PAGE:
Like Heroes of D-Day, National Guard Members Now Defend Us—This Time From Rioting in U.S.

COMMENTARY Homeland Security

Like Heroes of D-Day, National Guard Members Now Defend Us—This Time From Rioting in U.S.

Jun 9th, 2020 3 min read
COMMENTARY BY
James Jay Carafano

Vice President, Kathryn and Shelby Cullom Davis Institute

James Jay Carafano is a leading expert in national security and foreign policy challenges.
Protesters hold signs as they pass Massachusetts National Guard Military Police during a rally on June 7, 2020. Boston Globe / Contributor / Getty Images

Key Takeaways

Most recently, both National Guard and active-duty forces helped bend the curve during the COVID-19 outbreak.

Yet some would have you believe these servicemen and women have gone from heroic good guys to bad guys in less than a month.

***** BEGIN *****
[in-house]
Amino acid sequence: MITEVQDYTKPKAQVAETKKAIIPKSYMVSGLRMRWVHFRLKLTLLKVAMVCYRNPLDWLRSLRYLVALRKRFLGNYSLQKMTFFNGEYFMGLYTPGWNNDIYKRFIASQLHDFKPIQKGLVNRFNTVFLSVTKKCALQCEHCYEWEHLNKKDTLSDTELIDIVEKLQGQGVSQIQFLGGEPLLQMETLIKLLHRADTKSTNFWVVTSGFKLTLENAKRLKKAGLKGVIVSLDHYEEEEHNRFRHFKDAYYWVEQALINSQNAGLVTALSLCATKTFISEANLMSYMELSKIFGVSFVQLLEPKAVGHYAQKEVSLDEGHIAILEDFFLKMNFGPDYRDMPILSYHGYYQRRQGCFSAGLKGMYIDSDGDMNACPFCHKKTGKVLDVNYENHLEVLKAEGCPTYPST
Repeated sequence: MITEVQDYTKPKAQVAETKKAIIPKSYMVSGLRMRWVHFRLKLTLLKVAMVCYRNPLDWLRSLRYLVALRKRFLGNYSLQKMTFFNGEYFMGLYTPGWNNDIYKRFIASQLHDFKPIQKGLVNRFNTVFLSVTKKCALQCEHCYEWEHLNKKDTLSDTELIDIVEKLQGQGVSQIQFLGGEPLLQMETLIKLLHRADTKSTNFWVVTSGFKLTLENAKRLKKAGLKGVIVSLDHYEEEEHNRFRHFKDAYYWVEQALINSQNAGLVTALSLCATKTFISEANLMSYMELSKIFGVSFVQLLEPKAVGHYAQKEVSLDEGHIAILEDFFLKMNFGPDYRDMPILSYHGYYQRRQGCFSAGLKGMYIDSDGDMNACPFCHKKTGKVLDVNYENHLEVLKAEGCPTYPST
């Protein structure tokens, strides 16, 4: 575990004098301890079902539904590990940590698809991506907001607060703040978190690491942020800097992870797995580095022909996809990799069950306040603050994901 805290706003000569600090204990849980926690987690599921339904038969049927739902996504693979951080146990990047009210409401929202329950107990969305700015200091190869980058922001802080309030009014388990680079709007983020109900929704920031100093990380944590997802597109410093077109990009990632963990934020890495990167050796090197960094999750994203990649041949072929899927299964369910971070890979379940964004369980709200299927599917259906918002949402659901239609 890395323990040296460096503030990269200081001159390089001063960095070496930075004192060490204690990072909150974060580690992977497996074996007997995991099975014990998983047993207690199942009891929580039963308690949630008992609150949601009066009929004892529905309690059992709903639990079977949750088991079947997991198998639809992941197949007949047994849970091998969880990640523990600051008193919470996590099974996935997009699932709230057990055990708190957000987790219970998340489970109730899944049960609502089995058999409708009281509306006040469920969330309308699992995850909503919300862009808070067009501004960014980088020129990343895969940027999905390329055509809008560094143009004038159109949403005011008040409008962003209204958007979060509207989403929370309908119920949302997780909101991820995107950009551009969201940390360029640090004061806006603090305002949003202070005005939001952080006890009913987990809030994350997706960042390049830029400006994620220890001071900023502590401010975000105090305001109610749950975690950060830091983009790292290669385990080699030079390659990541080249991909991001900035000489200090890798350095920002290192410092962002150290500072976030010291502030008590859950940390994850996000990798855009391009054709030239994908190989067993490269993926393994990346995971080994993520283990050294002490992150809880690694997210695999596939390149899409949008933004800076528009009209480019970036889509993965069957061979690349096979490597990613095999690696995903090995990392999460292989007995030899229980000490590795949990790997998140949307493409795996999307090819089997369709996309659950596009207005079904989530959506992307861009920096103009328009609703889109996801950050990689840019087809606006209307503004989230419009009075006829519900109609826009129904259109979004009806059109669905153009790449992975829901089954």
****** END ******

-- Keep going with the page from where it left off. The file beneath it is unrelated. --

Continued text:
Complaints that the use of the National Guard creates a troubling “militarization” could not be more disingenuous.

On June 6, 1944, among those to take the first harrowing steps on the wet sands of Normandy were National Guardsmen from Maryland’s 29th Infantry Division. They bled just as much as their comrades in arms. They fought just as hard to get off the beaches. And when those who survived crested the scrubby bluffs above the German defenses, they changed the course of World War II.

Today we remember D-Day—exactly 76 years ago—as a signature achievement of the Greatest Generation. Still, D-Day was just one day. In addition to serving abroad, armed forces members from the citizen-militias of the colonial era to our modern-day warriors have safeguarded American communities faithfully and selflessly for two-and-a-half centuries. They saved San Francisco after the Great Earthquake and fire of 1906. They helped rescue New Orleans after Hurricane Katrina.